Tonight is the beginning of the Jewish holiday Yom Kippur. As I have been preparing for this holiday it has caused me to reflect on the religious celebrations, religious icons, and religious devotion we have seen around the world. For my traveling Tuesday post today I thought I would take some time to explain our witnessing of one worshiper who made me think about the interactions of the different religions.
It is a sad reality of our world that the mixing of religions, or the mixing of people from different religions often causes strife and discomfort, and sometimes causes violence and calamity. In Vietnam there are many religions and many gods. According to the communist government the country is 73% atheist, but that statistic seems way out line with reality. Many people there are Buddhist, some are Catholic, but most people that we saw seemed to subscribe to older beliefs. These beliefs involve the worship of gods and goddess who represent things like the sun, moon, land, mountains, and even the kitchen.
While traveling in Vietnam we saw a woman praying she was holding Buddhist prayer beads , performing prostrations before a statue of Jesus. My first thought was to think of the irony that missionaries had come to this country and introduced this new religion, and that while people professed belief, that belief did not look like what the missionaries wanted. But in retrospect I think this woman represents the ideal of religious acceptance. She comes from a land of many gods and I imagine that when the missionaries came that had a conversation that went something like this “ We have a god you should believe in his name is Jesus Christ” .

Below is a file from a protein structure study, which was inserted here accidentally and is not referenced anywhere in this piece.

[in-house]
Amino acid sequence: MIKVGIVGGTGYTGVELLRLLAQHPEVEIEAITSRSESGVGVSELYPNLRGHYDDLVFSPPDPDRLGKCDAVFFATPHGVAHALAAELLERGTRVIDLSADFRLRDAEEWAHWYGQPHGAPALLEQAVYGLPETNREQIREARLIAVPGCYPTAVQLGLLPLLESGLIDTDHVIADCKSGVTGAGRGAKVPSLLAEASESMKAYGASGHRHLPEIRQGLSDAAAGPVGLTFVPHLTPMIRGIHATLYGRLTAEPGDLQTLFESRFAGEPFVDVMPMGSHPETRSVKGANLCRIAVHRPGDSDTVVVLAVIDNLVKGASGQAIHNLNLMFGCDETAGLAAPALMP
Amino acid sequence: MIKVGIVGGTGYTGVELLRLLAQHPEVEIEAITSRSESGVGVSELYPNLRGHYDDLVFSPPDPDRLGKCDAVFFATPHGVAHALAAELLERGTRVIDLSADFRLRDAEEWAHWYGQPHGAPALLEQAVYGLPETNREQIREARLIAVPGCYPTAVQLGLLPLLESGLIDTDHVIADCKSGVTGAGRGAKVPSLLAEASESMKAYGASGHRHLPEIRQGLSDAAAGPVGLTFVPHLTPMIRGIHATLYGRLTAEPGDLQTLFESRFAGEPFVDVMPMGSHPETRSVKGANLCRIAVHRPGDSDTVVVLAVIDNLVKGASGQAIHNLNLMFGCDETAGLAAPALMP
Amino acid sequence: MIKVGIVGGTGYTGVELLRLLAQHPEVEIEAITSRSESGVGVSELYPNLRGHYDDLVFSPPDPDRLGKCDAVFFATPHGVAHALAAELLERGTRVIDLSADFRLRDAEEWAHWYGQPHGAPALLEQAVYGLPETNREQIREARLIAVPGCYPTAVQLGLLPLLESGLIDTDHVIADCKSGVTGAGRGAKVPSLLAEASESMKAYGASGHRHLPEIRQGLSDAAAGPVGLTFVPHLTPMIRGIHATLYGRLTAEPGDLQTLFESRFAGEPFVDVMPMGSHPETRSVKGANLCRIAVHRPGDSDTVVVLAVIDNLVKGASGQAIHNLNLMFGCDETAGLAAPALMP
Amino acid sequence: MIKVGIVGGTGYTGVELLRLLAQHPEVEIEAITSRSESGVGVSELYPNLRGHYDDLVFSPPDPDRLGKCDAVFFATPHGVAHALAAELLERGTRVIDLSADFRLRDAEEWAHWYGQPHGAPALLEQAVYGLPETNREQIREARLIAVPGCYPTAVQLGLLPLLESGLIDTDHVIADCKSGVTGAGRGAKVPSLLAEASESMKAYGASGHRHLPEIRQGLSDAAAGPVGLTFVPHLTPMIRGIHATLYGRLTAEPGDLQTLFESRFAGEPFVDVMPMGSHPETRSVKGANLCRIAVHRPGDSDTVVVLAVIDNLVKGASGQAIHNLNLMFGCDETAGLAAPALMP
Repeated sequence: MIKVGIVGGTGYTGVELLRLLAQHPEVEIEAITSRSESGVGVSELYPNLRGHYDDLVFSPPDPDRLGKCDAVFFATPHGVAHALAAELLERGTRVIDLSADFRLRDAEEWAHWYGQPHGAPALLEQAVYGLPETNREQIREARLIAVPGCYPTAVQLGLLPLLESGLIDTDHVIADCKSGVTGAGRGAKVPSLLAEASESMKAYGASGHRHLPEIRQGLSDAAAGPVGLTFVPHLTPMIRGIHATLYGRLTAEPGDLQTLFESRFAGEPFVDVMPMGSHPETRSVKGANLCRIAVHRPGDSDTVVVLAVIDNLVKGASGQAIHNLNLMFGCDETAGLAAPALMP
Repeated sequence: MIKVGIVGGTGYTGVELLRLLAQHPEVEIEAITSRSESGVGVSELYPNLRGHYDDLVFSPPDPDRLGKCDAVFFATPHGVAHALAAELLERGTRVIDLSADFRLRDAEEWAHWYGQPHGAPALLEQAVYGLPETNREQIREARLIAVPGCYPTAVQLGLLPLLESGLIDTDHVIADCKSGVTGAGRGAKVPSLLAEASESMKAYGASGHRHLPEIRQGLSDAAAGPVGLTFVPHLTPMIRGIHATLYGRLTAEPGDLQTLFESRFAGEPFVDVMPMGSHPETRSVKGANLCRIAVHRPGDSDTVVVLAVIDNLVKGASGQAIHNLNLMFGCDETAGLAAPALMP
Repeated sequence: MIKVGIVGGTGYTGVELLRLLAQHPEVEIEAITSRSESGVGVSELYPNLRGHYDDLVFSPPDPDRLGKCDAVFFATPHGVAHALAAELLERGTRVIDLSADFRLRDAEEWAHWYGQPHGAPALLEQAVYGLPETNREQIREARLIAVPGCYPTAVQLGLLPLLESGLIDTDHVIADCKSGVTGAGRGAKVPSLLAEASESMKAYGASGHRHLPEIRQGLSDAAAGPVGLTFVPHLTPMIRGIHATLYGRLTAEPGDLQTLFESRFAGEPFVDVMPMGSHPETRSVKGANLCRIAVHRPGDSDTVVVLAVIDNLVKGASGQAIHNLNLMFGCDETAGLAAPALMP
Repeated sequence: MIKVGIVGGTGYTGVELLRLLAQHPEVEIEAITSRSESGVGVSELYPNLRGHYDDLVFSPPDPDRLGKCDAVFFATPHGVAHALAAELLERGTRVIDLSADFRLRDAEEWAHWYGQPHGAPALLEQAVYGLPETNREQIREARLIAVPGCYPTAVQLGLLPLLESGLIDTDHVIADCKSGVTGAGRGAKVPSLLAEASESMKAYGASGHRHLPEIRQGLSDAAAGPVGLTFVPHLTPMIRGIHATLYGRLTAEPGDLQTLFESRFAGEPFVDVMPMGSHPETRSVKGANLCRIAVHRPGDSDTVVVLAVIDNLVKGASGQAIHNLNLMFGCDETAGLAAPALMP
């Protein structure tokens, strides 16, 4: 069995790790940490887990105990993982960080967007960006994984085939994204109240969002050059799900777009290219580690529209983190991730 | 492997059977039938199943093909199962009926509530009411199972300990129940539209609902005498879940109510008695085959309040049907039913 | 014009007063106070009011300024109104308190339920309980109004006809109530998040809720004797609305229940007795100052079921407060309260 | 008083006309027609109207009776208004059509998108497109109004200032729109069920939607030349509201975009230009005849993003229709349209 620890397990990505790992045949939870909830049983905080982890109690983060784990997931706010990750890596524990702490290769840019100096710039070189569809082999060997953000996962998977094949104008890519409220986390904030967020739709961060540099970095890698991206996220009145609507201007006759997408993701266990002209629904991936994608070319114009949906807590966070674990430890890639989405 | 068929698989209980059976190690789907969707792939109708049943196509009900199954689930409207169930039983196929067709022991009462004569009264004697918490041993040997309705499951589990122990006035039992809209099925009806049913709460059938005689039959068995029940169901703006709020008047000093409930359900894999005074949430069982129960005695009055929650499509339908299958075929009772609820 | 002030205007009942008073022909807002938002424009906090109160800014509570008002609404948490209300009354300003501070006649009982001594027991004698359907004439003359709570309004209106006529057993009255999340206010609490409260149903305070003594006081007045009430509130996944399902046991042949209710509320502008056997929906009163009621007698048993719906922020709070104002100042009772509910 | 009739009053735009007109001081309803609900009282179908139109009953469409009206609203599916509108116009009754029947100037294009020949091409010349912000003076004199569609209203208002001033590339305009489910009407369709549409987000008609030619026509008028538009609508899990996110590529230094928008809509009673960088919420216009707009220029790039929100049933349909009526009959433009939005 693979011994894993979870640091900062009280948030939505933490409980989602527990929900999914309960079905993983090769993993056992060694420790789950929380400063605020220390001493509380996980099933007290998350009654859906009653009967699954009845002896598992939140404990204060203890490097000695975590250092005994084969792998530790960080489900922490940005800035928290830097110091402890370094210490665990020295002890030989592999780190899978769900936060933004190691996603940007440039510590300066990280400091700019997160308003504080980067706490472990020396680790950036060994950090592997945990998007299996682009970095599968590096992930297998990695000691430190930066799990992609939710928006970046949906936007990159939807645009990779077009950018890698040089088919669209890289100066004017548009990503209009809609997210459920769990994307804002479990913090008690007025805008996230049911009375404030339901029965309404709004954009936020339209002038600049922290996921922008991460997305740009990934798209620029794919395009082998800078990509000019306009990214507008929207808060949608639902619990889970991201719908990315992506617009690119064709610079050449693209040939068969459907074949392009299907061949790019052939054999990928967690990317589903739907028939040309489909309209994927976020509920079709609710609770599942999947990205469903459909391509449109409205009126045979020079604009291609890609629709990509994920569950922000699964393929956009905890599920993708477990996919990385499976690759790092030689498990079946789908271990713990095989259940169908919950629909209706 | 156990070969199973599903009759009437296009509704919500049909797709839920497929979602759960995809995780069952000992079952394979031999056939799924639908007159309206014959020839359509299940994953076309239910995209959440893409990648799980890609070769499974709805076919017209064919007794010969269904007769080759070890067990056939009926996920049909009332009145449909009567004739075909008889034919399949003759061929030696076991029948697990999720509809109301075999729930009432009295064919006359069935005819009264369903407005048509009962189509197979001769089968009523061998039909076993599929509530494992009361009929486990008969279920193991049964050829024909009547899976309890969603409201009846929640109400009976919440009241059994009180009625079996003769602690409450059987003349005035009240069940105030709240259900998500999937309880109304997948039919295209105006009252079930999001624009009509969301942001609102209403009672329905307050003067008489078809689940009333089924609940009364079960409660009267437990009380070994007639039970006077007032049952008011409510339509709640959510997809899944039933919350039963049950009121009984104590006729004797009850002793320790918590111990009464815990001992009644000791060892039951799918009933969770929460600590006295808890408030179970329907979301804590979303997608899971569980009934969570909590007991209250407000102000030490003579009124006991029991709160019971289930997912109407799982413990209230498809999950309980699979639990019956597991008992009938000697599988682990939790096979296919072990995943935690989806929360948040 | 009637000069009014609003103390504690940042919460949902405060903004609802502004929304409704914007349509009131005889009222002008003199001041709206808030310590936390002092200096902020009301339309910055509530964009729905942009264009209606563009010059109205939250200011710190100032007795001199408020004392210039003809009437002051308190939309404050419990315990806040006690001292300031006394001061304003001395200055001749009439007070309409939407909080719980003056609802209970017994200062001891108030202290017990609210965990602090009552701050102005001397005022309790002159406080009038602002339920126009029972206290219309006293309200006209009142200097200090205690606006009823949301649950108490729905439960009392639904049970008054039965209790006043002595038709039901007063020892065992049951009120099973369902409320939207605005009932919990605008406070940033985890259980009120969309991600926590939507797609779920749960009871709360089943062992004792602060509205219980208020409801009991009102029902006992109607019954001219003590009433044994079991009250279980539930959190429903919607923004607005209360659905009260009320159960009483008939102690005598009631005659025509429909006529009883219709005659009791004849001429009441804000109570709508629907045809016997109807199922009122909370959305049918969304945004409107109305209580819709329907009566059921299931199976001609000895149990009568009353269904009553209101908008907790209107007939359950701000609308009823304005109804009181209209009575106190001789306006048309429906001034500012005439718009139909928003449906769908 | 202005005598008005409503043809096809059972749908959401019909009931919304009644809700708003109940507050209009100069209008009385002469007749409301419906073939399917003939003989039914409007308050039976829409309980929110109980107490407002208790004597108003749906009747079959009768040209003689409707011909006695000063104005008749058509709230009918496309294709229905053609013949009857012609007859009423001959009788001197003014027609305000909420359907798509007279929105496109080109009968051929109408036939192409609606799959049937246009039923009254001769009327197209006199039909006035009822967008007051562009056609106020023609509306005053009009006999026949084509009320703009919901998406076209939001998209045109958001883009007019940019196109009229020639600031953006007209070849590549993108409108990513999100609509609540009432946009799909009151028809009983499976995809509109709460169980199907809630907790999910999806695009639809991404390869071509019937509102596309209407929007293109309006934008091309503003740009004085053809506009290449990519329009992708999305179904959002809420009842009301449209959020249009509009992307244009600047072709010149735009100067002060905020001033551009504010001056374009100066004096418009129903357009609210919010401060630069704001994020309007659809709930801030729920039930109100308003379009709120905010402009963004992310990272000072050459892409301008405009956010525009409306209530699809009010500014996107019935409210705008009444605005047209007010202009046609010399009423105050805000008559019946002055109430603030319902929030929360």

The women questioned, “ What does he stand for?”
“Jesus died for your sins and believes in mercy and peace for all”.
I image that the women responded “Oh, I like those things I will believe in him too” .
Our religions teach that there is one and only one god and I often believe that people simply pray to different faces of the same god. But this woman made me realize that if there is room in her heart for so many gods, there must be room in our hearts, if not for many gods, then at least for the people who believe in every god.
I have added some ( many) photos of religious places and icons from Vietnam.